As shown in FIG. 2(a), an insulating region 5 separating adjacent light-emitting regions is disposed between two light-emitting regions 1a, 1b of each light-emitting element 11, and an insulating region 6 separating adjacent light-emitting elements is disposed at a boundary 7 between two adjacent elements 11. Insulating regions 5 and 6 extend along the direction of grooves 12 and also extend in the depth direction through contact layers 17, upper cladding layers 16, p-type blocking layers 14, and n-type blocking layers 13 into substrate 2. Active layer insulating region 5 and light-emitting element insulating region 6 are of, for example, SiO2, SiN or photosensitive polyimide.

As shown in FIG. 2(a), on top of each light-emitting element 11, p-side electrodes 4a and 4b (4) are disposed for respective light-emitting regions 1a and 1b, and an n-side electrode 3 common to all of light-emitting elements 11 is disposed on the bottom surface of substrate 2.

As shown in FIG. 2(b), p-side electrodes 4a and 4b comprise straight portions 18a and 18b, respectively, extending in the direction of light-emitting regions 1a and 1b, and rectangular wire bonding regions 19a and 19b joined to straight portions 18a and 18b, respectively. Wires (not shown) may be bonded to respective ones of two bonding regions 19a and 19b, or a wire may be bonded to only one of bonding regions for one of light-emitting regions 1a and 1b exhibiting better light-emitting characteristics.

Examples of dimensions of respective portions are as follows. The spacing A (see FIG. 2(a)) between two light-emitting regions 1a and 1b of each light-emitting element 11 is about 30 μm. With this spacing, when an optical fiber (not shown) including a core having a diameter of, for example, 40 μm is disposed in front of each light-emitting element 11, light emitted from either one of two light-emitting regions 1a and 1b can enter into and travel through the same core. Thus, if it is desired to use a semiconductor laser device with an optical fiber having a core of, for example, 10 μm diameter, the spacing A between light-emitting regions 1a and 1b may be less than 10 μm.

Thickness B of the light-emitting element 11 is about 100 μm, the width (see FIG. 2(b)) is about 300 μm, and the length is about 300 μm. Examples of dimensions of p-side electrodes 4a and 4b are also shown in μm in FIG. 2(b). The width of the groove 5 is about 10 μm, the width of the narrow parts of the electrodes 18a and 18b is about 20 μm, and the width of the wide parts of the electrodes 19a and 19b is about 95 μm more than the widths of the electrodes 18a and 18b. The wider parts of the electrodes 19a and 19b are about 100 μm long.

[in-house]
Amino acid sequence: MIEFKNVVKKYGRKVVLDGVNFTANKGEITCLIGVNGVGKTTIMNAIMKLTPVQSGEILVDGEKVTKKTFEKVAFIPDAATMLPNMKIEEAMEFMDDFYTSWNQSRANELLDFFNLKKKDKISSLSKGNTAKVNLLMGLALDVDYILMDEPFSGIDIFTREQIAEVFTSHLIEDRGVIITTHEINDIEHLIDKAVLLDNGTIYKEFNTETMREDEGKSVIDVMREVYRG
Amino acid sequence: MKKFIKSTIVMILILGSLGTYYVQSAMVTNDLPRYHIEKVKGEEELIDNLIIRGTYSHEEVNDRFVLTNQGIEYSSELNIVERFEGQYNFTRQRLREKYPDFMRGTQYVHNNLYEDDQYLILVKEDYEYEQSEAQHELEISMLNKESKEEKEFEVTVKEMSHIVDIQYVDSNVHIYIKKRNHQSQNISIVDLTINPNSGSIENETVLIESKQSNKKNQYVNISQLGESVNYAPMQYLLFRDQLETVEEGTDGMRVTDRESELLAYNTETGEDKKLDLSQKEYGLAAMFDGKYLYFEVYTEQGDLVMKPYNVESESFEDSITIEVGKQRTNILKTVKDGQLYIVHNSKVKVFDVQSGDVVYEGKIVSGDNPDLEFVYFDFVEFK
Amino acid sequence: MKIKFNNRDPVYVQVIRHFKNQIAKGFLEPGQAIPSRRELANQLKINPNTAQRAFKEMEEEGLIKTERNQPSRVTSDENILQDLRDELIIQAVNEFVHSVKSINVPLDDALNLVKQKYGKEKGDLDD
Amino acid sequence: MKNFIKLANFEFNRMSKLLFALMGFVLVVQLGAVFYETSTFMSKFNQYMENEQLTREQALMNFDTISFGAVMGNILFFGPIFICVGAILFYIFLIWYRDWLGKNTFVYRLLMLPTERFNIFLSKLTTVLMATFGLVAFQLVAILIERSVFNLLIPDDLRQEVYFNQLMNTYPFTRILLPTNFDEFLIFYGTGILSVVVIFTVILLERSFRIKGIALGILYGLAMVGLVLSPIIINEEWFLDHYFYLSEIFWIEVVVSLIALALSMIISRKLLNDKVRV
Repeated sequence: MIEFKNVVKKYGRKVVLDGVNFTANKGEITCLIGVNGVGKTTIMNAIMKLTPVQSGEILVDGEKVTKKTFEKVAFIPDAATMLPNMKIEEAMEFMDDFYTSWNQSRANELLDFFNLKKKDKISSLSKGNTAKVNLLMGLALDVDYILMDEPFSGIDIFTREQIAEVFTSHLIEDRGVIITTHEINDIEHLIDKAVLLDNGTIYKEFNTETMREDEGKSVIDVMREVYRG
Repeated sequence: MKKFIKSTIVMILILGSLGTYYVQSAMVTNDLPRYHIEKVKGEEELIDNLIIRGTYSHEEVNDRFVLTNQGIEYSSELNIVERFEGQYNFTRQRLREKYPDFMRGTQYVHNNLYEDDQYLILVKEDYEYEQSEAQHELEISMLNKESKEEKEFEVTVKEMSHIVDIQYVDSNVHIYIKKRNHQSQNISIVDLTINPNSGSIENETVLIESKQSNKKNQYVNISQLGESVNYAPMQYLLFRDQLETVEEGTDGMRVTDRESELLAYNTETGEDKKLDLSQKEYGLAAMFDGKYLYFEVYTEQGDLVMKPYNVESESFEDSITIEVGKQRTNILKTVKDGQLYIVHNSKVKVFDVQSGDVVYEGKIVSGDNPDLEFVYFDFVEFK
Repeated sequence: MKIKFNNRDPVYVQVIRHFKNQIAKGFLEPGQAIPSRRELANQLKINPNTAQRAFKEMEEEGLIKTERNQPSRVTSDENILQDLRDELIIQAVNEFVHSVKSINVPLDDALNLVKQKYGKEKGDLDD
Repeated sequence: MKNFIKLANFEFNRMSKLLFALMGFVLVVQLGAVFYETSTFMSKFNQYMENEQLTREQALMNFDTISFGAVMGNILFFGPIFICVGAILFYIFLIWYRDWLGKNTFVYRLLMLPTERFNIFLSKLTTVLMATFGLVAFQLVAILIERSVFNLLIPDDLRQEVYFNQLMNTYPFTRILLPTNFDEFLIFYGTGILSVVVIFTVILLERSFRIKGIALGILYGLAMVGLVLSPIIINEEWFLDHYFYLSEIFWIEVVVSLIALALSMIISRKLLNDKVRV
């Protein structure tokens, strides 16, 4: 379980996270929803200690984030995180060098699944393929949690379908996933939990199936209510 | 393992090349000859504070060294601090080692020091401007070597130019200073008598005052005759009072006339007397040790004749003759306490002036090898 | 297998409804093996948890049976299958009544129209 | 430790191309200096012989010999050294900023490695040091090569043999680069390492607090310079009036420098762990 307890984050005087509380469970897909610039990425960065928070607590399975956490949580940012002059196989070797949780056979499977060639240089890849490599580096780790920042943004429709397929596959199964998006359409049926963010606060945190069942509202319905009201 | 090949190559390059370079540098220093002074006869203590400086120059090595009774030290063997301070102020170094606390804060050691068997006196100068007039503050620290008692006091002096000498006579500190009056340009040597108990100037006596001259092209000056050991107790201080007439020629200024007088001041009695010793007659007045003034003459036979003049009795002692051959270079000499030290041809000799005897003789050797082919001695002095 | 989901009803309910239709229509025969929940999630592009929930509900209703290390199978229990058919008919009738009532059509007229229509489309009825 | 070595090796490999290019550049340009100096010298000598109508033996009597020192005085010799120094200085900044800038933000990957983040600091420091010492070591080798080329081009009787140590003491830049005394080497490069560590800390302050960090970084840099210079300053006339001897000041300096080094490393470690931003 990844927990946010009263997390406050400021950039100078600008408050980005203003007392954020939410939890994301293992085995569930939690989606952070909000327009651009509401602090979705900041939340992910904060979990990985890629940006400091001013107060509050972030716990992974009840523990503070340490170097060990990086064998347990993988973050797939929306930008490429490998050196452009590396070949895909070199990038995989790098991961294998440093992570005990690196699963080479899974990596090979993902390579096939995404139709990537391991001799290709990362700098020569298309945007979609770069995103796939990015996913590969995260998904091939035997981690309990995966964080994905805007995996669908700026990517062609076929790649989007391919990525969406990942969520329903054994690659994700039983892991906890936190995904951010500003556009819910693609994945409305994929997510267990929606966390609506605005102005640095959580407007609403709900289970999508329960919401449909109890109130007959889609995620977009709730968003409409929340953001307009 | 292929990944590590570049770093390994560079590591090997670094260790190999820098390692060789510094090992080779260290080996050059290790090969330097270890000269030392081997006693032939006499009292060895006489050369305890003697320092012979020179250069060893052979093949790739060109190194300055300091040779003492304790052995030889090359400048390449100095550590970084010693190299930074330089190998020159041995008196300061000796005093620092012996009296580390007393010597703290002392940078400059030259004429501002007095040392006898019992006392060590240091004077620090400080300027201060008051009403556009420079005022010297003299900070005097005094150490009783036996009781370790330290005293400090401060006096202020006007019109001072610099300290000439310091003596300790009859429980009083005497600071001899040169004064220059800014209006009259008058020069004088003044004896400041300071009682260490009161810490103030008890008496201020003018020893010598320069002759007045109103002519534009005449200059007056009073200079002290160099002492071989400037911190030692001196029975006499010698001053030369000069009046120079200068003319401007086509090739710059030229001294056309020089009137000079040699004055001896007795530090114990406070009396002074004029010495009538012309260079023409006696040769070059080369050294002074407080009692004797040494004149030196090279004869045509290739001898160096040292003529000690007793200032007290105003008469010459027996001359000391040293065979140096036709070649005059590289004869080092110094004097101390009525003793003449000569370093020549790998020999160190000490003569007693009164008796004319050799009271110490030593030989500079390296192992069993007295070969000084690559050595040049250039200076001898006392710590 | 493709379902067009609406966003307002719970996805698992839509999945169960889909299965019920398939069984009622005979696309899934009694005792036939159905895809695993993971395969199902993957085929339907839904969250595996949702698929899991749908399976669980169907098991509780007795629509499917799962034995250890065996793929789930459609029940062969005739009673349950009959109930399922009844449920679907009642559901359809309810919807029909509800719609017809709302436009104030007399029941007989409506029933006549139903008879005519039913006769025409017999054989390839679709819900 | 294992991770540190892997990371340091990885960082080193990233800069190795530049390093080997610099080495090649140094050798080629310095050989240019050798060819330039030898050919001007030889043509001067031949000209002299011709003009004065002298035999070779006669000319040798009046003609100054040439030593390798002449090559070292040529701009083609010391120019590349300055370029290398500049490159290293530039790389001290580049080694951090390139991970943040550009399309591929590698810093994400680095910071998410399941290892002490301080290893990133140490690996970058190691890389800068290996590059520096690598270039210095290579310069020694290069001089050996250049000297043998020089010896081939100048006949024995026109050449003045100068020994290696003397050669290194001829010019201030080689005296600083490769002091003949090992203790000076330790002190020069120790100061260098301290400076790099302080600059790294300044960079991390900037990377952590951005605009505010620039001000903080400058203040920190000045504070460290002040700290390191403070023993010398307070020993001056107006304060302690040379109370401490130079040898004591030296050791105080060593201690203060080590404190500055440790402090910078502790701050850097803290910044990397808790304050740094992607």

In operation, a forward bias is applied between the p-side electrode 4 for a desired one of light-emitting regions 1a and 1b and n-side electrode 3. For example, if region 1a is to be driven to emit light, a forward bias is applied between p-side electrode 4a and n-side electrode 4. As shown in FIG. 2(a), since active layer insulating region 5 is disposed to extend into substrate 2 so that two active light-emitting regions 1a and 1b are electrically separated, no electrical interference will occur between two regions 1a and 1b in the same light-emitting element 11. Furthermore, light-emitting element separating insulating region 6 which extends into substrate 2 prevents electrical interference between adjacent light-emitting elements 11.

A second embodiment of the present invention is described with reference to FIGS. 3(a) and 3(b). What is different from the embodiment shown in FIG. 2 is that while in the first embodiment, the two light-emitting regions are centrally located in each element, two light-emitting regions 1a and 1b of each light-emitting element 20 are displaced to one side, the left side in the illustrated embodiment, of each light-emitting element 20. As in the first embodiment, an active layer separation insulating region 5 is disposed between light-emitting regions 1a and 1b which are spaced from each other by, for example, about 30 μm as in the first embodiment. Examples of distance of a respective one of light-emitting regions 1a and 1b from the boundary between that element and an adjacent light-emitting element 20 are also shown in FIG. 3(a).

As shown in FIG. 3(a), p-side electrodes 21a and 21b for respective ones of light-emitting regions 1a and 1b include straight portions 18a and 18b, which extend along and parallel to each other in the left side of each element 20, and wire bonding regions 22a and 22b, respective, which are joined by respective connecting portions to straight portions 18a and 18b. Dimensions of each of wire bonding regions 22a and 22b are, for example, about 160 μm wide and about 120 μm long as shown in FIG. 3(b).

In the semiconductor laser device according to the second embodiment, straight portions 18a and 18b of p-side electrodes 21a and 21b are located on the left edge of each light-emitting element 20. Accordingly, the top surface area where wire bonding regions 22a and 22b are disposed is not divided into two parts. Consequently, wire bonding regions 22a and 22b can have such a shape that the ratio of width to length is unity, and, at the same time, it becomes possible to utilize as large an area of the top surface as possible for wire bonding regions 22a and 22b. In other words, the respective wire bonding regions 22a and 22b are substantially square, as shown in FIG. 3(b), having a width of, for example, 160 μm and a length of, for example, 120 μm. In contrast, wire bonding regions 19a and 19b of the first embodiment shown in FIG. 2 are approximately square, and their width and length are 95 μm and 100 μm, respectively. It is seen that wire bonding regions 22a and 22b have larger dimensions than wire bonding regions 19a and 19b and can occupy a larger area of the top surface of each light-emitting element 20. This enables the use of a wire bonding machine of less precision than the one which may be used for the first embodiment. In other words, the number of rejects which would be produced during the bonding step can be made smaller than in the first embodiment.